This is what a more sustainable world looks like: Wood-based glitter, electric-powered boats and printed solar cells
Energy consumption is projected to increase by 50% by 2040, which is a huge challenge in the fight against climate change. The global economy uses 92.8 billion tonnes of minerals, fossil fuels, metals and biomass annually and only 9% of this goes back into circulation, which threatens the climate, the adequacy of resources and opportunities for sustainable growth. As well as this, rapid urbanisation affects ecosystems and contributes to the acceleration of extinction of species.
Turning the trend towards sustainability requires determined, creative solutions in all areas of society, as well as efficient teamwork.
The event, which opens on 2 September, presents four exhibitions related to the UN Sustainable Development Goals and it’s part of the Helsinki Design Week programme. The themes of the exhibits are future energy solutions, the circular economy and new opportunities for biomaterials, vibrant environments and conscious consumption.
More than 30 different experimental research and design projects will be available to view at Otaniemi and on the Aalto website. These projects show that smart choices for our planet can also bring well-being, a strong sense of community and an appreciation for beauty in life.
Along with the other projects, the following prototypes that are the result of a cross-sectoral cooperation will also be presented:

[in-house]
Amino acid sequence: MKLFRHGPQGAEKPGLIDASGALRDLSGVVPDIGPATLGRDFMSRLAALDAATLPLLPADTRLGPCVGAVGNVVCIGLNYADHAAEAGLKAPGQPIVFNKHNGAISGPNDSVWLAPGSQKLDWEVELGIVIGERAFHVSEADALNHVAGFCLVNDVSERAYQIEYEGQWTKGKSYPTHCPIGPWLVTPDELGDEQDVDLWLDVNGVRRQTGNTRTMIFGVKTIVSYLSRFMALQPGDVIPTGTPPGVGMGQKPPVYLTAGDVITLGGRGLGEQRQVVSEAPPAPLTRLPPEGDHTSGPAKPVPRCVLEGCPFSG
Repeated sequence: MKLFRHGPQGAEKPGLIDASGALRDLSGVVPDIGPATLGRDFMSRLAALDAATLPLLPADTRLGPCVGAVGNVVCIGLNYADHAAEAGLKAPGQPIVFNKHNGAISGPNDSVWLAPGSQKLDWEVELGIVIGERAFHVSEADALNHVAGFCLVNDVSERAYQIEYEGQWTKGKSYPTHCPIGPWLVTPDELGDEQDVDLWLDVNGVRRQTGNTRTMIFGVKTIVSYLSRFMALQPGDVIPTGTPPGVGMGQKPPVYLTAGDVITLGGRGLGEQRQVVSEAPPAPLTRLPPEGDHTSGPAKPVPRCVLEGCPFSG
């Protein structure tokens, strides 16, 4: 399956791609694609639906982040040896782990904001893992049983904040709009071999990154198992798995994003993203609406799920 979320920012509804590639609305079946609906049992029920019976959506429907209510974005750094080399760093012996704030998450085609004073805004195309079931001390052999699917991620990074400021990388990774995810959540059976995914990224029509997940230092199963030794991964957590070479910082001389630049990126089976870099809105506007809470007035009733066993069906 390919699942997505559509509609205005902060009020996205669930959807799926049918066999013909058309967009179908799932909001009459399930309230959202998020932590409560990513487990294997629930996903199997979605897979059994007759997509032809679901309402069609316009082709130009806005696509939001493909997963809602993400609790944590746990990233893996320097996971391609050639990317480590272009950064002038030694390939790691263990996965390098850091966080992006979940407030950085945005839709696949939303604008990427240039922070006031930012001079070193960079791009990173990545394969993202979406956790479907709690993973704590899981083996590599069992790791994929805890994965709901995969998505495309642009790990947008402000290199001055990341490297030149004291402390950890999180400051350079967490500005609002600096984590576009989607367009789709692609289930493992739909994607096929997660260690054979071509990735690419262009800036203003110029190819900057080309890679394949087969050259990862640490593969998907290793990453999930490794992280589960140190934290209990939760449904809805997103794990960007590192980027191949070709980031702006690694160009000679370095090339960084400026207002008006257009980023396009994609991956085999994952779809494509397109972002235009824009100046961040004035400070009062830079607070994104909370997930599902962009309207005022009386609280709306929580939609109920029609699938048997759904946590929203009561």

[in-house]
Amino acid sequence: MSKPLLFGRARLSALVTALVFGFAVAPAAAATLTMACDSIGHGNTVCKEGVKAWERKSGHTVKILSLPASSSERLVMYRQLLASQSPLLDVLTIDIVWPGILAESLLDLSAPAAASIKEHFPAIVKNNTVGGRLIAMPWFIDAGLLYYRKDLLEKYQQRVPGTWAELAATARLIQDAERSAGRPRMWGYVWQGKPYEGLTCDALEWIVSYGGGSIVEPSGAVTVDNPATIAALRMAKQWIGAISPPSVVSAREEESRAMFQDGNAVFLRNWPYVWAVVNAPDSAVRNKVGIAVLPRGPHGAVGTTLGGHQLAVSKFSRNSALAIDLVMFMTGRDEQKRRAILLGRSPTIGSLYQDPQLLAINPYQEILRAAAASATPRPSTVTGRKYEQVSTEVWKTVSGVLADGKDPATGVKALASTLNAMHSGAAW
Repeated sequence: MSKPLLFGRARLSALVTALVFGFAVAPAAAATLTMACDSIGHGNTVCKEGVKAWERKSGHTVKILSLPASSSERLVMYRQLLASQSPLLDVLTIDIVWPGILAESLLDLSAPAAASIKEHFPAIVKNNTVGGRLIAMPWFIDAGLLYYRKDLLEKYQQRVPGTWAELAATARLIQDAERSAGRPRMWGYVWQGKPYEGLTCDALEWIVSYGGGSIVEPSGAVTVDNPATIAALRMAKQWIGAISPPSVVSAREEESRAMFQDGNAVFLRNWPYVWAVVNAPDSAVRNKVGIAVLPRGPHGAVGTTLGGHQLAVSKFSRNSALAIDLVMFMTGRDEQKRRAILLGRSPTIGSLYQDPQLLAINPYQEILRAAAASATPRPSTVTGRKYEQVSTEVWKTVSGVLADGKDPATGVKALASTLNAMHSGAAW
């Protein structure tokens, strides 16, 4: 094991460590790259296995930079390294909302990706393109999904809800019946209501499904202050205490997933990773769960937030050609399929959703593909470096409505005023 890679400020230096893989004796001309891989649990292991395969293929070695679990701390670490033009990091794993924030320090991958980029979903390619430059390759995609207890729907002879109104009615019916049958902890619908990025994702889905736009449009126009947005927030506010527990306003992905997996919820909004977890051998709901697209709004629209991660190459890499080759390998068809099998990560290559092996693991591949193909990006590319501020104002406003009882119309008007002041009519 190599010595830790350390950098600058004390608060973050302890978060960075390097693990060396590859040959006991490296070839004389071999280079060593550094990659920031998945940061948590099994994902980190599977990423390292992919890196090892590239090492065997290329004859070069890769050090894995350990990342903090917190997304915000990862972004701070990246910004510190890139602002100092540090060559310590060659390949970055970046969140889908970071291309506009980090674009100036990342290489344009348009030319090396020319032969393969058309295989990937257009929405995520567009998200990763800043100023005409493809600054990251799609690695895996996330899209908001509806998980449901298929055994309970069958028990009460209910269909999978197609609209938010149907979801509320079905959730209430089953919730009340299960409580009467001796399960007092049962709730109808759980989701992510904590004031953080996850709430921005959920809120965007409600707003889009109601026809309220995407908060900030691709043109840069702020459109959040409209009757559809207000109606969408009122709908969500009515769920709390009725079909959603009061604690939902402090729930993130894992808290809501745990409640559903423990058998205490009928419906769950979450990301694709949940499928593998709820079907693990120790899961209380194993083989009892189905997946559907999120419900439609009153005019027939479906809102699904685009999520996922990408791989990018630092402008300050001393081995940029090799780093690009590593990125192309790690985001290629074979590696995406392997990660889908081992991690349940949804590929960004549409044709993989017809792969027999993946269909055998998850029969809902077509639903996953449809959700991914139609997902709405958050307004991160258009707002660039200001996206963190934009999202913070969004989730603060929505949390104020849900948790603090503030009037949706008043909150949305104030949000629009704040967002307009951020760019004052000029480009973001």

The secret of the wonderfully shiny surface is nature's own miracle ingredient, nanocellulose. Nanocellulose can be produced not only from wood but also from bacteria and agricultural waste. The colour has no colour pigments at all but is created from light-reflecting nanostructures, just like nature's brightest colours in peacock feathers or butterfly wings.
Electric powered boat
The boat, which makes no noise in the water, is powered by solar cells. It has been designed to function also in rental use or as a city boat, so that many people have the opportunity to enjoy being on the water in the future, while saving nature and materials.
Printable, patterned solar cells
Affordable solar cells can be produced with an inkjet printer and silk printing, with the possibility of also adding patterns. With this new technology, buildings would no longer need separate solar panel components.
Chemarts cookbook - Using natural materials in the home kitchen and laboratory
From a bio-adhesive to reed panels and cellulose foam, a unique work created in collaboration with designers and biomaterial researchers shows what natural materials can do. Some of the recipes can be tested at home, while others are better suited for school and university laboratories.
A more detailed programme will be announced in mid-August.
- Exhibitions and events: Enni Äijälä, Designer in Residence, +358 50 359 4810, [email protected]
- Communications: Tiina Toivola, Senior Advisor, Partnership communications, +358 50 326 0300, [email protected]
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